The principal risks of investing in the Calamos Hedged Equity Fund include: covered call writing risk, options risk, equity securities risk, correlation risk, mid-sized company risk, interest rate risk, credit risk, liquidity risk, portfolio turnover risk, portfolio selection risk, foreign securities risk, American depository receipts, and REITs risks. 

Options Risk - The Fund's ability to close out its position as a purchaser or seller of an over-the-counter or exchange-listed put or call option is dependent, in part, upon the liquidity of the option market. There are significant differences between the securities and options markets that could result in an imperfect correlation among these markets, causing a given transaction not to achieve its objectives. The Fund's ability to utilize options successfully will depend on the ability of the Fund's investment adviser to predict pertinent market movements, which cannot be assured.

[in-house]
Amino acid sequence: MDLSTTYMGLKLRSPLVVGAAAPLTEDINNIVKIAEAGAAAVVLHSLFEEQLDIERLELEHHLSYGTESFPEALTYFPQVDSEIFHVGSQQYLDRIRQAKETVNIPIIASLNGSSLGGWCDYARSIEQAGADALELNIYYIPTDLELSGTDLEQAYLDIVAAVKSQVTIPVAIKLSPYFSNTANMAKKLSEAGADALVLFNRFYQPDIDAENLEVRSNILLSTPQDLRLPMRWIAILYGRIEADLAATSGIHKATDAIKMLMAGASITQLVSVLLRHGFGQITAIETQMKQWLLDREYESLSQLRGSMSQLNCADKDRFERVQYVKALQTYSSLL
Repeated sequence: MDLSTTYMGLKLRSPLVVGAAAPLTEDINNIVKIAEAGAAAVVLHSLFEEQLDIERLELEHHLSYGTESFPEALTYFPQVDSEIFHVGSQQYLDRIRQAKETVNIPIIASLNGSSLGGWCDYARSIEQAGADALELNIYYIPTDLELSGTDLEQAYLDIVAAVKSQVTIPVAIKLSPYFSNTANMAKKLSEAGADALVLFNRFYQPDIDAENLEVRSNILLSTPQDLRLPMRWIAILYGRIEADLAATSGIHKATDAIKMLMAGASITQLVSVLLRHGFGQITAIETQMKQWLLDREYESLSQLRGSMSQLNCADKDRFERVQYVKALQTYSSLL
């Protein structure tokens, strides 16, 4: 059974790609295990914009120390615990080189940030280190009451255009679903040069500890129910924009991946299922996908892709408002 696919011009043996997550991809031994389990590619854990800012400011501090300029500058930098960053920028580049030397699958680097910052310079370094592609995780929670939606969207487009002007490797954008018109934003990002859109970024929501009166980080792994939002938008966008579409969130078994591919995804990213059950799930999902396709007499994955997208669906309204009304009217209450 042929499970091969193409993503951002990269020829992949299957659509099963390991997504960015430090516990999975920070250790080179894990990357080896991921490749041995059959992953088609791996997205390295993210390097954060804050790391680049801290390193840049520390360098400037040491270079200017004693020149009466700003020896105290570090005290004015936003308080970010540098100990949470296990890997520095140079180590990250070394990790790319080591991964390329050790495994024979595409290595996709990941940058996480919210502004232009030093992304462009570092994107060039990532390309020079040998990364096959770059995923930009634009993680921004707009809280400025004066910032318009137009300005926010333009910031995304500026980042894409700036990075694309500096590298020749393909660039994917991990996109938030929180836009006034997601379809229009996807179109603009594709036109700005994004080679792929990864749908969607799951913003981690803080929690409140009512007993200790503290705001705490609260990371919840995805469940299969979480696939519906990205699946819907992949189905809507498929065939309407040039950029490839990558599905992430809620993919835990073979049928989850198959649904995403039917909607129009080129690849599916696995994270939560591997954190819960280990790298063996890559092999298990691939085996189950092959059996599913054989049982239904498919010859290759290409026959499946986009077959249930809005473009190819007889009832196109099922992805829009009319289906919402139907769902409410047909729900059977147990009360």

The principal risks of investing in the Calamos Phineus Long/Short Fund include: equity securities risk consisting of market prices declining in general, short sale risk consisting of potential for unlimited losses, foreign securities risk, currency risk, geographic concentration risk, other investment companies (including ETFs) risk, derivatives risk, options risk, and leverage risk. As a result of political or economic instability in foreign countries, there can be special risks associated with investing in foreign securities, including fluctuations in currency exchange rates, increased price volatility and difficulty obtaining information. In addition, emerging markets may present additional risk due to potential for greater economic and political instability in less developed countries.